In Europe, a similar condition has taken place. The EURO STOXX index reached its low in the fall of 2014 with a total market capitalization of €8.1 trillion. The current market capitalization is €10.5 trillion, an increase of about 30%. The balance sheet of the European Central Bank in October 2014 was a little over €2 trillion. It is up about 15% from that level today at about €2.344 trillion. An improvement in the outlook for earnings and the European economy helped here as well as in the U.S., but liquidity played an important role in the rise in the market. Like indices for the United States, the EURO STOXX doesn’t capture the full market value of all European equities.

In Japan, the balance sheet of the Bank of Japan began to increase sharply after reaching about ¥132 trillion at the beginning of 2012. It is now ¥327 trillion, more than doubling the early 2012 level. The market capitalization of the Tokyo Stock Exchange increased from about ¥254 trillion at the beginning of 2012 to ¥587 trillion currently, again more than doubling. Earnings played a role here as well, but the monetary liquidity could explain much of the market appreciation. The concept of the central bank playing a critical role in market performance has been brought home this year with the relatively strong performance of Europe and Japan because of Mario Draghi’s explicit policy of aggressive easing and the accommodative strategy inherent in Abenomics. In contrast, the Federal Reserve is poised to tighten (interpreted as the withdrawal of liquidity) as soon as it becomes comfortable that the economy can handle higher rates. As a result, the U.S. equity market has made little progress this year, while Europe and Japan are up in double digits in local currencies, and Japan is up in double digits in dollars as well.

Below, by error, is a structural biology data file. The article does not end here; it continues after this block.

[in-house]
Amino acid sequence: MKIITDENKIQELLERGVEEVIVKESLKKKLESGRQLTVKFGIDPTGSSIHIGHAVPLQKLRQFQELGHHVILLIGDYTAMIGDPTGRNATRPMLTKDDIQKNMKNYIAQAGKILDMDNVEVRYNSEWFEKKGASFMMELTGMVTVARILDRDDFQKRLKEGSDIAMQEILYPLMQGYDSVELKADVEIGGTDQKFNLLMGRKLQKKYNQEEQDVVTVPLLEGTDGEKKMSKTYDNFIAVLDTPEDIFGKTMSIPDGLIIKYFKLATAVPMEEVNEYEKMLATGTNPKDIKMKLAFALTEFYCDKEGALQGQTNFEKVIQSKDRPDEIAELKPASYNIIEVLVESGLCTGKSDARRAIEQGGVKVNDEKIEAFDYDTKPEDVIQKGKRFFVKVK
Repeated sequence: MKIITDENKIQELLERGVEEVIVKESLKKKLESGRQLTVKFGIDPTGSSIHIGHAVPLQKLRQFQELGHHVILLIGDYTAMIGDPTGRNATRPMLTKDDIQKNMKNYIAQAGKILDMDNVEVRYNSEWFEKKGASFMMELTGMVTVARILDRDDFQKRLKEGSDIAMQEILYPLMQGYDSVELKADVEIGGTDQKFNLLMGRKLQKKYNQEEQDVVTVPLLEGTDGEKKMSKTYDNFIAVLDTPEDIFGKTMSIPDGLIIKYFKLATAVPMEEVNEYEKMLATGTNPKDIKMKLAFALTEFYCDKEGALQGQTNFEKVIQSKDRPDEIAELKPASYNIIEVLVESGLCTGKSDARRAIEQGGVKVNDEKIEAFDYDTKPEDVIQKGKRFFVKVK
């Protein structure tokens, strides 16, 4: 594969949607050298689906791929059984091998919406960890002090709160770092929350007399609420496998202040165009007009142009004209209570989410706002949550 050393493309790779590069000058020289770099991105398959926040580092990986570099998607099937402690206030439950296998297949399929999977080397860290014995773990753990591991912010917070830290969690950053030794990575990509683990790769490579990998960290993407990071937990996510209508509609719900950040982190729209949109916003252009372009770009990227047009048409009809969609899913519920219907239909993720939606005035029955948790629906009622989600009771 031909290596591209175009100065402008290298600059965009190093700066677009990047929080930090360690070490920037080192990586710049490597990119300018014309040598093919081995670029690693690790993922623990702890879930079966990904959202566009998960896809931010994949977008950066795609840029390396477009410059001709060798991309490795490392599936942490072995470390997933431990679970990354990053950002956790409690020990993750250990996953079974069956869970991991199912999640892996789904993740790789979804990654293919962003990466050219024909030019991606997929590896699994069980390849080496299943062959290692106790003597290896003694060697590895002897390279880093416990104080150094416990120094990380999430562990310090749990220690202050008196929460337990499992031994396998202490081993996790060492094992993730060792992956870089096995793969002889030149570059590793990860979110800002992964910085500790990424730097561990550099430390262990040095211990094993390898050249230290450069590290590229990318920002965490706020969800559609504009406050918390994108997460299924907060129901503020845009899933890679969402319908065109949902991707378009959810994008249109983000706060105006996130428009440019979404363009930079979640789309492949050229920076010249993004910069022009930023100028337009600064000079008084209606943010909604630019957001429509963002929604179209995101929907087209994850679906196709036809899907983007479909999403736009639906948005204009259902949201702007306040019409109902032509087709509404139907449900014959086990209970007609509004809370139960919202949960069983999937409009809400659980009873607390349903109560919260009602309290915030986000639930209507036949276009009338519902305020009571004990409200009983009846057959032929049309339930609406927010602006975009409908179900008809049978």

At this point, the prospects for both revenue and income growth for United States companies are not robust. Optimistic earnings projections for the S&P 500 show only a small improvement for the year, and even that would require a fair amount of financial engineering, including share buybacks, mergers and acquisitions and leverage. The current level of buybacks and mergers and acquisitions is less than 10% off the pre-crisis high, according to Strategas Research. The strong dollar and the decline in oil prices are negatives for near-term earnings improvement. In the face of these factors, it is something of a wonder that the U.S. market has risen at all this year.